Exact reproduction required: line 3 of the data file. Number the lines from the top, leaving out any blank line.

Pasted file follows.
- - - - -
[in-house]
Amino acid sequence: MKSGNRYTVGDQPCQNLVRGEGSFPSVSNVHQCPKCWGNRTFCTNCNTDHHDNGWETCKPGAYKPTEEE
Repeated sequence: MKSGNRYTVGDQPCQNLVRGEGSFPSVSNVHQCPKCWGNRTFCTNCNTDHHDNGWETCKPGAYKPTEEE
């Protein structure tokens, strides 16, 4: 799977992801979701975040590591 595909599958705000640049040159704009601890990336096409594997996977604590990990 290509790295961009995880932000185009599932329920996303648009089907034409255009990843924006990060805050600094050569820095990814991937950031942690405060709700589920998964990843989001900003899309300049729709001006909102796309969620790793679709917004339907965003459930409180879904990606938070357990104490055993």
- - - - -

Repeated sequence: MKSGNRYTVGDQPCQNLVRGEGSFPSVSNVHQCPKCWGNRTFCTNCNTDHHDNGWETCKPGAYKPTEEE